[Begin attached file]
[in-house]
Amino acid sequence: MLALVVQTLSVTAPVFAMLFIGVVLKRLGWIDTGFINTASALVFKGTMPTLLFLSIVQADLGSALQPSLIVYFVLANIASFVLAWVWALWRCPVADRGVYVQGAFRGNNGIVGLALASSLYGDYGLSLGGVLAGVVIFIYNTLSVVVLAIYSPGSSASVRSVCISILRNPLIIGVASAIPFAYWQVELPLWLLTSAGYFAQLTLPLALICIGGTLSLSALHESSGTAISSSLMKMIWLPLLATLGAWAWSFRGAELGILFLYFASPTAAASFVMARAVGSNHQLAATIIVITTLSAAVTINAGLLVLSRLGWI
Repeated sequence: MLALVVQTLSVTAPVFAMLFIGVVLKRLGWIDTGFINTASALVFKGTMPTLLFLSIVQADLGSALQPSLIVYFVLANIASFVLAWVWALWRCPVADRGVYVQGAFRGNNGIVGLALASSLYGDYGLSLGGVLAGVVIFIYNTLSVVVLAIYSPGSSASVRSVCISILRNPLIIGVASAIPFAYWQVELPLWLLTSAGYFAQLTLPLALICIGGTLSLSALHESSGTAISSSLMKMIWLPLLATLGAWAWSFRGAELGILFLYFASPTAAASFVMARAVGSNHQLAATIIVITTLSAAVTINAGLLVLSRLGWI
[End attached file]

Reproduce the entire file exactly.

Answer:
[in-house]
Amino acid sequence: MLALVVQTLSVTAPVFAMLFIGVVLKRLGWIDTGFINTASALVFKGTMPTLLFLSIVQADLGSALQPSLIVYFVLANIASFVLAWVWALWRCPVADRGVYVQGAFRGNNGIVGLALASSLYGDYGLSLGGVLAGVVIFIYNTLSVVVLAIYSPGSSASVRSVCISILRNPLIIGVASAIPFAYWQVELPLWLLTSAGYFAQLTLPLALICIGGTLSLSALHESSGTAISSSLMKMIWLPLLATLGAWAWSFRGAELGILFLYFASPTAAASFVMARAVGSNHQLAATIIVITTLSAAVTINAGLLVLSRLGWI
Repeated sequence: MLALVVQTLSVTAPVFAMLFIGVVLKRLGWIDTGFINTASALVFKGTMPTLLFLSIVQADLGSALQPSLIVYFVLANIASFVLAWVWALWRCPVADRGVYVQGAFRGNNGIVGLALASSLYGDYGLSLGGVLAGVVIFIYNTLSVVVLAIYSPGSSASVRSVCISILRNPLIIGVASAIPFAYWQVELPLWLLTSAGYFAQLTLPLALICIGGTLSLSALHESSGTAISSSLMKMIWLPLLATLGAWAWSFRGAELGILFLYFASPTAAASFVMARAVGSNHQLAATIIVITTLSAAVTINAGLLVLSRLGWI